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Are reviewers gamers too?

Are reviewers gamers too?

OPINION

Despite the fact that weíre both batting for the same team, it sometimes seems like game reviewers and gamers are at odds with each other. Iíve seen gamers calling out reviewers as sell-outs or liars, reviewers calling gamers whiny and immature and game publishers calling both uninformed or confused. Are we really that different?

Despite the fact that weíre both batting for the same team, it sometimes seems like game reviewers and gamers are at odds with each other. In the last few weeks alone, across a number of different sites of varying size and prestige, Iíve seen gamers calling out reviewers as sell-outs or liars, reviewers calling gamers whiny and immature and game publishers calling both uninformed or confused. This really bothered me. Reviewers do what they do because they love games. They take the time to write up their thoughts on things, so that everyone else out there can make a more informed decision on how to spend their hard-earned money. Are we really that different, and is there a reason that are opinions often times seem so far off? To delve into this a little further, there are two questions that come to mind. Firstly; do reviewers play games in a fundamentally different way than people playing strictly for entertainment? And secondly; why is there often times such a huge gap between average reviewer scores and average user scores on websites such as Metacritic?

Whether or not reviewers actually play games the way they were meant to be played, is one that Iíve been asked by friends on more than one occasion. Before moving any further to answer that question, I think itís important to clarify that I donít think that thereís just one right way to play a game. Some think the right way is to clear a weekend and bulldoze through the title in just a sitting or two, while others prefer to gently sip the experience over the course of a few weeks or months. Some believe in digging as deeply into a game as possible by spending time in every area and game mode the title has to offer, while some gamers like to find their favorite niche within the game, and linger there. None of these ways are wrong, and Iíve certainly done it all for one game or another (although while reviewing a game I make an effort to explore as many different ways I can play the game, in order to be able to deliver a complete review). Semantics aside, I think the question here is whether a lot of people believe thereís a different thought process or mindset we reviewers employ when reviewing a game, versus enjoying it for pure entertainment. In truth, itís a little bit of both.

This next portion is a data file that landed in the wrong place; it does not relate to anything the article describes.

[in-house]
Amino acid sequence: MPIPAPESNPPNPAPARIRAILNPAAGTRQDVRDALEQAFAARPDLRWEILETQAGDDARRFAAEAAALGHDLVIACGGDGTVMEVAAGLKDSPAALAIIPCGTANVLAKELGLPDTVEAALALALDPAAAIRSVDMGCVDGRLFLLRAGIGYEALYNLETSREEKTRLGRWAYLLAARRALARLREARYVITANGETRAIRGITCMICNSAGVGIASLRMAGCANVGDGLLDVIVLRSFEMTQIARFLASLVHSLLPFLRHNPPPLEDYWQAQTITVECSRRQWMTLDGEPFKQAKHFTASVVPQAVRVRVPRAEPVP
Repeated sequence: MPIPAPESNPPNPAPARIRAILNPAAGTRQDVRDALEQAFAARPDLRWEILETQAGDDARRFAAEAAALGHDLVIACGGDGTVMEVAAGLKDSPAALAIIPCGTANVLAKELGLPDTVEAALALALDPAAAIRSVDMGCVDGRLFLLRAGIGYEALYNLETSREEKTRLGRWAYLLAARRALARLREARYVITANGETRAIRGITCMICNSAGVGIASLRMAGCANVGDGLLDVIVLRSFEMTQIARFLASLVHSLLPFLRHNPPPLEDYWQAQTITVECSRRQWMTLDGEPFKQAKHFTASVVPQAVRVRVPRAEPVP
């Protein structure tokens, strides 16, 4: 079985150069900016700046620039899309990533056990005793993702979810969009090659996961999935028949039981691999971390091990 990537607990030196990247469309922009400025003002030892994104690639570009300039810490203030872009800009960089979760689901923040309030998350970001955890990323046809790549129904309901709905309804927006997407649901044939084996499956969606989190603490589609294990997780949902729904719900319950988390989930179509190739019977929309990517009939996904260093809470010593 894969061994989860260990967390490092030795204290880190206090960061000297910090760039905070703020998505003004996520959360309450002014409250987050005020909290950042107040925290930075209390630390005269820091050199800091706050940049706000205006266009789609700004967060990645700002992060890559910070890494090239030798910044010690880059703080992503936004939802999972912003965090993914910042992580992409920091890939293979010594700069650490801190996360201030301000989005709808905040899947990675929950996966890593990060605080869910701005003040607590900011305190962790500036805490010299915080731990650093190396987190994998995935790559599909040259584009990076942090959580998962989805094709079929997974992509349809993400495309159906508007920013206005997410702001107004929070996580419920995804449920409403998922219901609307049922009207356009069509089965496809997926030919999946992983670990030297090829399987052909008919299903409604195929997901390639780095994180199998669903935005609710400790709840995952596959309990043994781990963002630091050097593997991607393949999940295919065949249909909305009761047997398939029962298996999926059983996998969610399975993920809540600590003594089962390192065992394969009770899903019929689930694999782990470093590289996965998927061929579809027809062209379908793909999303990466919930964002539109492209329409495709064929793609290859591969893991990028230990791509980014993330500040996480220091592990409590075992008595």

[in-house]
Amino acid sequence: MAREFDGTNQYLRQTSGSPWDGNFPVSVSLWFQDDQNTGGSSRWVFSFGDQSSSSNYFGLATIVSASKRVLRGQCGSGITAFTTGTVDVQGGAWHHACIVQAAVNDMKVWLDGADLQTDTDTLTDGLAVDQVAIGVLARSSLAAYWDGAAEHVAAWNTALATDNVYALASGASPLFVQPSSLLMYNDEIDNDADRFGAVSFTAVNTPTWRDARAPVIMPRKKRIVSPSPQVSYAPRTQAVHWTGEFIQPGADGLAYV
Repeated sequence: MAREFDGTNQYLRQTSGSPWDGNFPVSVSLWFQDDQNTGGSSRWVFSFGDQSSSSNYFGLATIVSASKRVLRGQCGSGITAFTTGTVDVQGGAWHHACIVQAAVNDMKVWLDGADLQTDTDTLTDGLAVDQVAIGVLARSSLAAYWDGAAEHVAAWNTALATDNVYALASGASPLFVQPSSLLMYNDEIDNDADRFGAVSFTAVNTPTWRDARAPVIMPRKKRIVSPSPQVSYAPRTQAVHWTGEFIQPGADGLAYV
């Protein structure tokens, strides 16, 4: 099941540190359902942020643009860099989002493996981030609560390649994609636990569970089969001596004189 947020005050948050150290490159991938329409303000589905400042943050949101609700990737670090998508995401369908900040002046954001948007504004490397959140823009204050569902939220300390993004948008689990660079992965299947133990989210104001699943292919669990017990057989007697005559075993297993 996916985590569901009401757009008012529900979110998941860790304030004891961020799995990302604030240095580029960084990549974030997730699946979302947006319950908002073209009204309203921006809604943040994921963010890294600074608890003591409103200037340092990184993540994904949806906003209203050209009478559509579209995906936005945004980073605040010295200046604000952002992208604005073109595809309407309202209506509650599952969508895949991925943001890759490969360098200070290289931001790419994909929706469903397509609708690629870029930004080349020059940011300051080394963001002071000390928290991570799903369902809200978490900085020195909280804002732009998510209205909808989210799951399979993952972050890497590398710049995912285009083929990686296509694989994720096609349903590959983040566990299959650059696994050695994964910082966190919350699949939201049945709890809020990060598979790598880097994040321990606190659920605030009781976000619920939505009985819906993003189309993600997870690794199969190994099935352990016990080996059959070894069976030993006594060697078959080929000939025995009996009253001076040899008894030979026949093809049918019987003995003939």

On a basic level I donít believe there to be a fundamental difference between reviewers and normal gamers. Before any of us ever reviewed a game we were all just fans that loved and played games for our own personal enjoyment. Otherwise we never would have started writing about them in the first place. However, I think itíd be incorrect to state that we donít think about a game a little differently while reviewing them. Certainly, at least personally, there is a lot more on my mind when writing a review than when I just throw in a game to kill some time, before a meeting or dinner. It isnít that I care about things any different. No matter the situation I always care about tight controls, good voice acting, a solid soundtrack, and so forth. The difference is, that while playing on my own accord, I try to not think about them too much and just let them exist and pull me in. And while playing for analysis I need to be constantly thinking about each of these aspects and more, so that I can form a cohesive explanation of my thoughts when the time comes.
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